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The Little Shop of Horrors
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Reviews & Ratings for
The Little Shop of Horrors More at IMDbPro »

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1 out of 1 people found the following review useful:

Kind of cheap and lame but also funny and original at the same time.

7/10
Author: Boba_Fett1138 from Groningen, The Netherlands
14 December 2011

This is a bit of an odd movie. On the one hand its being entertaining but on the other it's also being a quite poorly made and simplistically written one. In other words; this movie is pretty much the perfect definition of a fun campy B-movie!

No, it obviously is not as great as the 1986 musical version of this movie but that's all because this movie was pretty much being a very fast, simple and cheap one to make. Just like any other Roger Corman production! And Corman did not only produce this time, he also co-directed the movie, no doubt to make sure this movie got done quick and cheaply!

I sort of still wish some time and effort got put into it, since the movie its main premise definitely deserved a better and more thought out treatment. Something that did happen for the 1986 Frank Oz movie. It also truly could had benefited this movie, since now instead some of the story developments only work out half and don't seem to be fleshed out fully. It's a movie that seems to be filled with half ideas. Good ideas! But half ones nevertheless.

But obviously it doesn't harm the movie all too much. The movie does still has plenty of good comedy in it, which mostly comes from its fun characters. Some of the stuff is pretty random but that's what's making it so fun. It's concept also makes the movie a quite original one to watch. What is it? A comedy? A science-fiction movie? A horror? A little bit of all, which gets beautifully and effectively combined!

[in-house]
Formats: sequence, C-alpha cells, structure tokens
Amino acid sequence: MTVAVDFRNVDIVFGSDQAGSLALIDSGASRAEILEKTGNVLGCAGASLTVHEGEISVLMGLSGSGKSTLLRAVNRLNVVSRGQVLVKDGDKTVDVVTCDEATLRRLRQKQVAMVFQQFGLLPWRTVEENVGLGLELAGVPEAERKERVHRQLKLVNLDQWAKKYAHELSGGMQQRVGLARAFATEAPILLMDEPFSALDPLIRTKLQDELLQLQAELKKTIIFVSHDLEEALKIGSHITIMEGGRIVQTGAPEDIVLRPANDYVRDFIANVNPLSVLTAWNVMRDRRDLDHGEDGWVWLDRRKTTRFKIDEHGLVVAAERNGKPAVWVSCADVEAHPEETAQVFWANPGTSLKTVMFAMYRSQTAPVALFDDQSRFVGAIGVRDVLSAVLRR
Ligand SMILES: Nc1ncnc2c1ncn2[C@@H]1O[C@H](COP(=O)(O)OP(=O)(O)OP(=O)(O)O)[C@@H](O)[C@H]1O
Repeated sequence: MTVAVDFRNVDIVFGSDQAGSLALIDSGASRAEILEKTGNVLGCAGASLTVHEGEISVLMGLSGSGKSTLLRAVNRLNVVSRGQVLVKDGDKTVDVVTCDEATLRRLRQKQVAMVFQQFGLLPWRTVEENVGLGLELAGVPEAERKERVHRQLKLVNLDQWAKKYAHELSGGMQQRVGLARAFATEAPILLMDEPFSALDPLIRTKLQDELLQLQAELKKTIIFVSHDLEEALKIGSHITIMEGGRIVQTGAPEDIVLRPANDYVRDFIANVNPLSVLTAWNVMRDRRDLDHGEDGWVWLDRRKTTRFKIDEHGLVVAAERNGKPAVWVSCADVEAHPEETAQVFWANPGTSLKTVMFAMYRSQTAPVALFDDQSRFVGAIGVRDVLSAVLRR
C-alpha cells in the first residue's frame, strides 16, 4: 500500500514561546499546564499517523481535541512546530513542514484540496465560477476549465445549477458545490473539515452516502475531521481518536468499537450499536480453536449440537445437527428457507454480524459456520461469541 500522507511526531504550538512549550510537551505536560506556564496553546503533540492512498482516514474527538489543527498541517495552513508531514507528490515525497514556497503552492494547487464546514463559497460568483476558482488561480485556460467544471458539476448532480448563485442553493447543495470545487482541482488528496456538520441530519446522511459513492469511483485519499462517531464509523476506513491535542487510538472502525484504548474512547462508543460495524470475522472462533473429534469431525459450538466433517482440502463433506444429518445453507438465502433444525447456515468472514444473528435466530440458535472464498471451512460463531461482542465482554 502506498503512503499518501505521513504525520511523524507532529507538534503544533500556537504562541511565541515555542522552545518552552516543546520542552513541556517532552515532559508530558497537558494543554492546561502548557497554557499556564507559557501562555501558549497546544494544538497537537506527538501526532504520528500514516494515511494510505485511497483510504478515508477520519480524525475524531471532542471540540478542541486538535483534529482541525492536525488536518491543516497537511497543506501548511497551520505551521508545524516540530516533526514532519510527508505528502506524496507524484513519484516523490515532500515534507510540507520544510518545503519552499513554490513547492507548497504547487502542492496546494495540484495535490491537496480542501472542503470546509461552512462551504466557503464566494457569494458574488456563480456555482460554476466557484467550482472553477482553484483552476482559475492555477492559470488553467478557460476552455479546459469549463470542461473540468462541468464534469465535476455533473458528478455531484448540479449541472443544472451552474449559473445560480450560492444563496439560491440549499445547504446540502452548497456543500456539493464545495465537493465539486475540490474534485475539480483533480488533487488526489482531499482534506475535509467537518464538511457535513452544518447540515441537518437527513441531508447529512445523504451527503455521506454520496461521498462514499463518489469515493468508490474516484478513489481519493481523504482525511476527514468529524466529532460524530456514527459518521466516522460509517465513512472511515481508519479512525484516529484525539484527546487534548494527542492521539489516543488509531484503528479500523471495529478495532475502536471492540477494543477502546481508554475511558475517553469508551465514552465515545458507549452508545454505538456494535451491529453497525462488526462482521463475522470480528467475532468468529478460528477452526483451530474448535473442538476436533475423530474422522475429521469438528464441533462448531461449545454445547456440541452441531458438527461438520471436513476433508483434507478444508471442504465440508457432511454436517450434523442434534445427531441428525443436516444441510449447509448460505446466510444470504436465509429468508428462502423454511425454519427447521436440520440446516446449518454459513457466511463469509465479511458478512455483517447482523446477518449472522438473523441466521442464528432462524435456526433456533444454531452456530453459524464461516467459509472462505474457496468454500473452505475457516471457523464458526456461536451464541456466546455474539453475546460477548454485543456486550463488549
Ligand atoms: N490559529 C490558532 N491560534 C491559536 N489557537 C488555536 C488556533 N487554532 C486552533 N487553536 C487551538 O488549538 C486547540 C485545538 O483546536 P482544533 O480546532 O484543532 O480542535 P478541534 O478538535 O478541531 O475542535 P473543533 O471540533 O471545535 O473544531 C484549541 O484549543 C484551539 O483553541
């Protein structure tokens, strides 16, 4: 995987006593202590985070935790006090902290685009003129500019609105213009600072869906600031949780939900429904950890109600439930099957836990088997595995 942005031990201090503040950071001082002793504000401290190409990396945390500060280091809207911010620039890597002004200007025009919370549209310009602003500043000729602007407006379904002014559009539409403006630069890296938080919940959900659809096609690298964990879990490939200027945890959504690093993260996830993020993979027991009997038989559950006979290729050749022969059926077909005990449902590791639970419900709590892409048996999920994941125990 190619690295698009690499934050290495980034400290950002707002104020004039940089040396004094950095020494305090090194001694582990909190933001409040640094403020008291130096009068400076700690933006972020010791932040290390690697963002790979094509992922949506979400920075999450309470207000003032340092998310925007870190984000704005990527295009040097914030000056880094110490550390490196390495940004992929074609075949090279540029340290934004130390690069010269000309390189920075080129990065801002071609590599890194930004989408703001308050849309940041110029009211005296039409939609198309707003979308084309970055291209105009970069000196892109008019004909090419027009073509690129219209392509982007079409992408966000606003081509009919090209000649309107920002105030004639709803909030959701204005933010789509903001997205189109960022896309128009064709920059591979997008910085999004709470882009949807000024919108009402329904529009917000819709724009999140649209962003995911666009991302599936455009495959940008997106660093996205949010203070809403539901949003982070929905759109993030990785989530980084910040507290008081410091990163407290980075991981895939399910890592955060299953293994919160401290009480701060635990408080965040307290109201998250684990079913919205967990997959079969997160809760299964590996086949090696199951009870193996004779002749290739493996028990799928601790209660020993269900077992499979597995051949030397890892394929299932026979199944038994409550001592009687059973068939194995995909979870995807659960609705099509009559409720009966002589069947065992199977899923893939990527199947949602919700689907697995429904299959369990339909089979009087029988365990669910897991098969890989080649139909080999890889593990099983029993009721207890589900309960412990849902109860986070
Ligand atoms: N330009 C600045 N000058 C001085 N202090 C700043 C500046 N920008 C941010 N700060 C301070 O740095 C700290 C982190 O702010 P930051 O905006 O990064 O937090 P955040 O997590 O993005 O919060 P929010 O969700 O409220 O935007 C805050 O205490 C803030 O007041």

The cast doesn't really impress all that much. You have the feeling that with a bit more star-power behind it, or some actors with a better sense of comical timing, this could had turned into a far better and also more successful movie, at its time. Just imaging what would had happened if someone like Jerry Lewis played Seymour Krelboyne. The movie would had been huge!

But there actually still is a big star in this movie; the 23-year old Jack Nicholson. It wasn't his first movie appearance but it's definitely the earliest one I have seen by him. He's already being very Jack Nicholson-like in this and even though he only was 23 at the time, he's much older looking already. His role is actually really one of the most fun ones and forms one of the highlights of the movie, even though he is only in it for a couple of minutes.

Despite everything, this movie still remains a perfectly good and fun one!

7/10

http://bobafett1138.blogspot.com/

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1 out of 1 people found the following review useful:

Great film

Author: j-catanzaro from United States
18 November 2011

*** This review may contain spoilers ***

Wow. This movie was great. Disregard the fact that it debuted in 1960 and it is a black and white film. This was a hilarious film anyone could enjoy. I loved the humor- everything about it! The crazy dentist who loves inflicting pain- The man in the beginning of the movie who eats flowers as a delicacy- and Mr. Mushnick, ohhh Mr. Musnick was the funniest of all. I do not know if it is considered classic right now, but when Mr. Mushnick (refering to the plant) says, "It grows like a cold sore on the lip" I think I died from laughter and came back to life only to listen to what he says the rest of the movie. I had heard of this film before, but never got around to watching it, and I'm glad I made the decision to finally view it! Absolutely hilarious! I think the best part of the movie is that even though all the dialogue was written over 50 years ago, the humor still applies and even seems fresh in parts. Silliness is prevalent throughout the movie but they way the filmmakers present this wacky situation is flawless. Loved it, go see it!

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1 out of 1 people found the following review useful: